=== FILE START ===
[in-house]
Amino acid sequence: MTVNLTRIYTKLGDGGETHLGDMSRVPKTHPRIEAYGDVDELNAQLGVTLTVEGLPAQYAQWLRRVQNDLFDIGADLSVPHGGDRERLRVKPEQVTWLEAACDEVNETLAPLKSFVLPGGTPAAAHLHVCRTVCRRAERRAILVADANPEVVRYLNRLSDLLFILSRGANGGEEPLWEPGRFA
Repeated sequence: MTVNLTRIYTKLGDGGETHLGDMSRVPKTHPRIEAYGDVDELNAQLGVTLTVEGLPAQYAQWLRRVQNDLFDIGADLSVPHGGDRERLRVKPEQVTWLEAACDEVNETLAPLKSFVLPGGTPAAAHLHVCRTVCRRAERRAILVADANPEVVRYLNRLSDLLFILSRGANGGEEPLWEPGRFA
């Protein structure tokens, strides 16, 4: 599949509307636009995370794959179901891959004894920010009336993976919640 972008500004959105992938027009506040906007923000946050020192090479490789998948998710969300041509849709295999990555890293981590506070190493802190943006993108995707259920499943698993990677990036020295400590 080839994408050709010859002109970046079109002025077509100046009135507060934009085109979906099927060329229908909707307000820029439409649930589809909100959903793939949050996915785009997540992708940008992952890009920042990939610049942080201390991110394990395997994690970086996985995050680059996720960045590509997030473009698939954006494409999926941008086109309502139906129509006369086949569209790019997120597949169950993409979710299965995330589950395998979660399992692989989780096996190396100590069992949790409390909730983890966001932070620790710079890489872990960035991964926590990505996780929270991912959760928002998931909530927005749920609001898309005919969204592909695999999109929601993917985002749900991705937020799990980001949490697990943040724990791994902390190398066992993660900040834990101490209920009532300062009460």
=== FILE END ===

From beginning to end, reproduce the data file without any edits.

[in-house]
Amino acid sequence: MTVNLTRIYTKLGDGGETHLGDMSRVPKTHPRIEAYGDVDELNAQLGVTLTVEGLPAQYAQWLRRVQNDLFDIGADLSVPHGGDRERLRVKPEQVTWLEAACDEVNETLAPLKSFVLPGGTPAAAHLHVCRTVCRRAERRAILVADANPEVVRYLNRLSDLLFILSRGANGGEEPLWEPGRFA
Repeated sequence: MTVNLTRIYTKLGDGGETHLGDMSRVPKTHPRIEAYGDVDELNAQLGVTLTVEGLPAQYAQWLRRVQNDLFDIGADLSVPHGGDRERLRVKPEQVTWLEAACDEVNETLAPLKSFVLPGGTPAAAHLHVCRTVCRRAERRAILVADANPEVVRYLNRLSDLLFILSRGANGGEEPLWEPGRFA
């Protein structure tokens, strides 16, 4: 599949509307636009995370794959179901891959004894920010009336993976919640 972008500004959105992938027009506040906007923000946050020192090479490789998948998710969300041509849709295999990555890293981590506070190493802190943006993108995707259920499943698993990677990036020295400590 080839994408050709010859002109970046079109002025077509100046009135507060934009085109979906099927060329229908909707307000820029439409649930589809909100959903793939949050996915785009997540992708940008992952890009920042990939610049942080201390991110394990395997994690970086996985995050680059996720960045590509997030473009698939954006494409999926941008086109309502139906129509006369086949569209790019997120597949169950993409979710299965995330589950395998979660399992692989989780096996190396100590069992949790409390909730983890966001932070620790710079890489872990960035991964926590990505996780929270991912959760928002998931909530927005749920609001898309005919969204592909695999999109929601993917985002749900991705937020799990980001949490697990943040724990791994902390190398066992993660900040834990101490209920009532300062009460």